Further major publisher consolidations will change the face of the industry in the next year, trade figures believe, as a report this week claimed HarperCollins owner News Corp had begun talks with CBS about acquiring Simon & Schuster.
The News Corp-owned Wall Street Journal reported that discussions between the two parties were "preliminary", with no deal imminent. Spokespeople for HC US and S&S US declined to comment.
A combined HarperCollins and Simon & Schuster group would make up 9.6% of the UK market, based on the companies' 2012 sales through Nielsen BookScan, compared with Penguin Random House’s 26.4%. HC/S&S would have its strongest market share in fiction (12.8%) and children’s (11.6%), with its non-fiction market share slightly lower at 8.5%.
However, many in the industry see a more natural fit between Simon & Schuster, with its powerful US arm, and Hachette, strong in the UK but lacking the same heft in the US.
Industry talk was rife this week about potential pairings among the leading publishers, with a general consensus that further consolidation was inevitable given the forthcoming creation of Penguin Random House. One industry insider, who preferred to speak anonymously, claimed: "Within a year’s time there will be three major groups, not six."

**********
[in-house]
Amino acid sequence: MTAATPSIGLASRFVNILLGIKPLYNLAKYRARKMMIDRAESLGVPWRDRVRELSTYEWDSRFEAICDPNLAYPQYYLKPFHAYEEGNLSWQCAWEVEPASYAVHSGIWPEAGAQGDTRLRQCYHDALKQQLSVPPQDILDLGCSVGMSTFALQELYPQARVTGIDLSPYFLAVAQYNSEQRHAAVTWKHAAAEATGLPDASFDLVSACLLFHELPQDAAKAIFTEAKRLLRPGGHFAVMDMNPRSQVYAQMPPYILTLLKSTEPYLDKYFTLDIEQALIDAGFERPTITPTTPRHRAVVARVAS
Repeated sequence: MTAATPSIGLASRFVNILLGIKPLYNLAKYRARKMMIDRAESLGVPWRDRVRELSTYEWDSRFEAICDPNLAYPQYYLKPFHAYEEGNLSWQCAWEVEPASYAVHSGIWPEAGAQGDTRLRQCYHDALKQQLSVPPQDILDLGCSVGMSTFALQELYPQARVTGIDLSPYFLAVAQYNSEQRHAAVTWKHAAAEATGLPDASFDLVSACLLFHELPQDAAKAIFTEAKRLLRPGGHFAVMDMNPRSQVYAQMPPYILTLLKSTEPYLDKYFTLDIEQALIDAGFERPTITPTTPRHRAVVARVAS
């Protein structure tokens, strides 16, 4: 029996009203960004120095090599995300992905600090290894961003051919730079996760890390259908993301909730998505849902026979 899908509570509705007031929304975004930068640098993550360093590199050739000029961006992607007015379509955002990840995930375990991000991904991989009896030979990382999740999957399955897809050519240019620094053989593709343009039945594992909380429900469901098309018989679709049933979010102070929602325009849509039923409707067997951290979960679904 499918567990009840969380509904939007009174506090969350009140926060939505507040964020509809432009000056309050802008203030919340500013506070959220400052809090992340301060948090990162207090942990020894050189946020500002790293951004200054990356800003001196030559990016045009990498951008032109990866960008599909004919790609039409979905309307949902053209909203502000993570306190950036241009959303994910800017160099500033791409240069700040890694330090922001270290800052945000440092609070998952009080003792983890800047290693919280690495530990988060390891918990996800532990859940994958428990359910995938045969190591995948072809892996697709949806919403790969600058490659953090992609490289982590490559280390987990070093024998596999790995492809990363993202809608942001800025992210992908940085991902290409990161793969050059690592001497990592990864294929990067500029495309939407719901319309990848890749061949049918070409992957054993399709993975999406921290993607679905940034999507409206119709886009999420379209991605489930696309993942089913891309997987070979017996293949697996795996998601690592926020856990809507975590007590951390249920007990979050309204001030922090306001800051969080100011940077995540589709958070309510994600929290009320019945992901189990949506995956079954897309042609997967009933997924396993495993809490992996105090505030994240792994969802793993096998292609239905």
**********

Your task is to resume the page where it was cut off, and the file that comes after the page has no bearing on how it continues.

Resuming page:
Another said: "Once the tectonic plates start to shift, everyone else has to shift too. None of these barons like to see their market share go down." A third commented of the Wall Street Journal report: "When these stories go public, developments often move quite quickly."
Further consolidation among literary agencies is also thought to be under discussion (see p20), as agents ponder the need for increased clout in a future when they may be dealing with fewer, larger publishing houses. However, Clare Alexander of Aitken Alexander said she remained opposed to the prospect. "The bigger publishers get, the more important it is for there to be some agents who can play the long game and be with authors for their career, not just for a few books," she said.